The employer and employee are generally bound to respect their reciprocal obligations during the period of notice. It may happen that one of the parties fail to give notice to the other party where it is due, or that haven accepted the notice, fails to fulfil his obligations. Any termination made under such circumstance where notice is due renders the termination wrongful and the party responsible will be liable to damages. Where the termination is justifiable on the merits, the quantum of damages here will generally be equal to the compensation payable in lieu of notice.

Summary dismissal where notice is due renders the dismissal wrongful and the employer will be prone to all the consequences that flow from a wrongful dismissal as was illustrated in the case of D.N Banyi Etal v The Director UNVDA Ndop 1977.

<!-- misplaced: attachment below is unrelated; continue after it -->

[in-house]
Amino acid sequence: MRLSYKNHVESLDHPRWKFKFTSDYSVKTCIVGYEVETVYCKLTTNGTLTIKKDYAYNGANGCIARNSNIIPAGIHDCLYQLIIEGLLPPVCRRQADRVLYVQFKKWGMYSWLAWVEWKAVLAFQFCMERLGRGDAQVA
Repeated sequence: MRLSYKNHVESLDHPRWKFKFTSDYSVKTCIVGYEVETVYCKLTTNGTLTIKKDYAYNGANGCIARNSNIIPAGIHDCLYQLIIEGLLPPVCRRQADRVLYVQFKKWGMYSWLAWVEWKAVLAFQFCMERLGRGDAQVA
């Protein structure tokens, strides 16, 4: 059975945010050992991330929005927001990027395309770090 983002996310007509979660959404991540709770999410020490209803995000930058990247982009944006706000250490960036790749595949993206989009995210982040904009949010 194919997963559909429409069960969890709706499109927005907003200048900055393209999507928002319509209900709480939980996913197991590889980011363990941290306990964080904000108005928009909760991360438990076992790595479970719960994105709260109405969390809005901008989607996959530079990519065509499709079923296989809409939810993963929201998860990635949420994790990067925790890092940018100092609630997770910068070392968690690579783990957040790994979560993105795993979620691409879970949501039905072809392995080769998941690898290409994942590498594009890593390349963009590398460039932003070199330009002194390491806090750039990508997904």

Worthy of note is the fact that any employer who denies the employee a day off per week to look for an alternative employment in a bid to frustrate the employee from getting any new job will be held liable.

However, there are circumstances under which the period of notice will be waived and it will not lead to wrongful dismissal. This is the case of gross misconduct either on the part of the employer or employee.

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